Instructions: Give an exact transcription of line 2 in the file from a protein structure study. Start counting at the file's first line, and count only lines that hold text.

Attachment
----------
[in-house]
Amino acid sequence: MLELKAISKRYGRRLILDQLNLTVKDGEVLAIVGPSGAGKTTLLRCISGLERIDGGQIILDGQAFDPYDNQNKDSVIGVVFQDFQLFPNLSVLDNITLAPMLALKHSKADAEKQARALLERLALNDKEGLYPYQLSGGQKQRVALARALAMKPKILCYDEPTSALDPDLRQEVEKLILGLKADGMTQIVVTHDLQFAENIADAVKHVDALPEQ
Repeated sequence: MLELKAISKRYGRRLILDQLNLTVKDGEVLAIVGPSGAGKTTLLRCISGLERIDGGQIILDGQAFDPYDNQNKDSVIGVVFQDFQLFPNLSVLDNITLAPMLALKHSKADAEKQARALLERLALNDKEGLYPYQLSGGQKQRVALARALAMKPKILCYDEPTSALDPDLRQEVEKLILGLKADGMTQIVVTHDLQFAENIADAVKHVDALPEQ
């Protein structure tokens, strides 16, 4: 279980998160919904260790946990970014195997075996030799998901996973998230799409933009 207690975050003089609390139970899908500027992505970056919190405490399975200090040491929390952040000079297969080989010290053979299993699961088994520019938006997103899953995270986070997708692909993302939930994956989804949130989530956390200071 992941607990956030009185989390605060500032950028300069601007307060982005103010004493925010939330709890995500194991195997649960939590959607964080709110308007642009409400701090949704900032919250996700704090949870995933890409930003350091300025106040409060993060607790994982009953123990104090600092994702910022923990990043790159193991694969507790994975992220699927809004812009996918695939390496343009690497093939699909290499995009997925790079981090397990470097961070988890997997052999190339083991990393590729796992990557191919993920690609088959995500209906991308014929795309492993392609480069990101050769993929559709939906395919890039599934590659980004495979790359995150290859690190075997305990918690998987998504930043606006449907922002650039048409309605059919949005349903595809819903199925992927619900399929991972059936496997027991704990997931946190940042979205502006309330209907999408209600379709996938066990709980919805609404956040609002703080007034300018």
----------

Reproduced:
Amino acid sequence: MLELKAISKRYGRRLILDQLNLTVKDGEVLAIVGPSGAGKTTLLRCISGLERIDGGQIILDGQAFDPYDNQNKDSVIGVVFQDFQLFPNLSVLDNITLAPMLALKHSKADAEKQARALLERLALNDKEGLYPYQLSGGQKQRVALARALAMKPKILCYDEPTSALDPDLRQEVEKLILGLKADGMTQIVVTHDLQFAENIADAVKHVDALPEQ